Miguel Syjuco is a Filipino writer, civil society advocate, and professor at New York University Abu Dhabi. His debut novel, Ilustrado, was a New York Times Notable Book of the Year and won the Man Asian Literary Prize and the Palanca Awards Grand Prize, his country’s top literary honor. He has worked as a contributing opinion writer for The International New York Times, written for many of the world’s most respected publications, and spoken on Philippine politics and culture at the World Forum for Democracy and the World Economic Forum. He serves on the advisory councils of both the Civitella Ranieri Foundation, an arts residency program, and the Resilience Fund, a project by the Global Initiative Against Transnational Organized Crime to empower communities most threatened by criminality.
Cody Caetano is a writer of Anishinaabe and Portuguese descent and an off-reserve member of Pinaymootang First Nation. He has an MA in Creative Writing from the University of Toronto, where he wrote this memoir under the mentorship of Lee Maracle. Excerpts of Half-Bads in White Regalia earned him a 2020 Indigenous Voices Award for Unpublished Prose.
Deborah Levy is the author of seven novels, including Beautiful Mutants, Swallowing Geography, The Unloved, Billy and Girl, Swimming Home and Hot Milk, and two volumes of memoir, Things I Don’t Want to Know and The Cost of Living. Both Swimming Home and Hot Milk were shortlisted for the Man Booker Prize. Her short story collection, Black Vodka, was nominated for the International Frank O’Connor short story award and was broadcast on BBC Radio 4, as were her acclaimed dramatizations of Freud’s iconic case studies, Dora, and The Wolfman. Levy has written for The Royal Shakespeare Company, and her pioneering theater writing is collected in Levy: Plays 1. Deborah Levy is a Fellow of The Royal Society of Literature.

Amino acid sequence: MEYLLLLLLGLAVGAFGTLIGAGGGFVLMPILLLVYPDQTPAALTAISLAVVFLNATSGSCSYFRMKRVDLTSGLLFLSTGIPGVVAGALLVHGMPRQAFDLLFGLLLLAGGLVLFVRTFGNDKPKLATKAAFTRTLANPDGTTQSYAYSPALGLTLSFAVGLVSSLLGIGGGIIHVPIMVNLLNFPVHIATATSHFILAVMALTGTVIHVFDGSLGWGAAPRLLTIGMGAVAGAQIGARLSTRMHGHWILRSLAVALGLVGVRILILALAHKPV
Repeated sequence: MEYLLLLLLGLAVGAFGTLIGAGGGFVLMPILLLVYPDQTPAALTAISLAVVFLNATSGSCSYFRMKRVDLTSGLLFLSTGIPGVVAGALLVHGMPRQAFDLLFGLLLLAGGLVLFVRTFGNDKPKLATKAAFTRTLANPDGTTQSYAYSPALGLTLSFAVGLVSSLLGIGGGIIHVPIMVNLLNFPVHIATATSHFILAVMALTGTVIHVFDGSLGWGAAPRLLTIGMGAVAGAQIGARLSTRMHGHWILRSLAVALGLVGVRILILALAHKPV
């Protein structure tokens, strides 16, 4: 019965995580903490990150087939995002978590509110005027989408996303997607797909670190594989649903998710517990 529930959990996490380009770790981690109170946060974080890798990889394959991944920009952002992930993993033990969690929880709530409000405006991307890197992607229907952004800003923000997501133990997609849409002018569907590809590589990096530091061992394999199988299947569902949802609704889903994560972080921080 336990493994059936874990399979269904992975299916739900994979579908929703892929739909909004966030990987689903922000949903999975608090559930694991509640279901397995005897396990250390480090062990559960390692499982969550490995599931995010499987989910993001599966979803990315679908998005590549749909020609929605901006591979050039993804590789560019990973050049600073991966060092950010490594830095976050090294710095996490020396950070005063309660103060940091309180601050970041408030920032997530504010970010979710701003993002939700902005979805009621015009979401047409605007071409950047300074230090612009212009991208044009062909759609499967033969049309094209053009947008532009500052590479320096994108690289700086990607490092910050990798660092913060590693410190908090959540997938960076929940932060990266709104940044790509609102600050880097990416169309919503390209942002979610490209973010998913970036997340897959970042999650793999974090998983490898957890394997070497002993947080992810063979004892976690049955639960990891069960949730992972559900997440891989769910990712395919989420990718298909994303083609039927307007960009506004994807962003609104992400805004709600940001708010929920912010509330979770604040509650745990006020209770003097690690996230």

Marjorie Celona’s debut novel, Y, won France’s Grand Prix Littéraire de l’Héroïne and was nominated for the 2012 Scotiabank Giller Prize. A graduate of the Iowa Writers’ Workshop, her work has appeared in The O. Henry Prize Stories, The Best American Nonrequired Reading, The Southern Review, Harvard Review, The Sunday Times, and elsewhere. Born and raised on Vancouver Island, Marjorie teaches in the MFA Program at the University of Oregon.
Billy-Ray Belcourt (he/him) is a writer and scholar from the Driftpile Cree Nation. He won the 2018 Griffin Poetry Prize for his debut collection, This Wound Is a World, which was also a finalist for the Governor General’s Literary Award. His second book of poetry, NDN Coping Mechanisms: Notes from the Field, was longlisted for Canada Reads 2020. A recipient of the prestigious Rhodes Scholarship and an Indspire Award, Belcourt is Assistant Professor of Indigenous Creative Writing at UBC.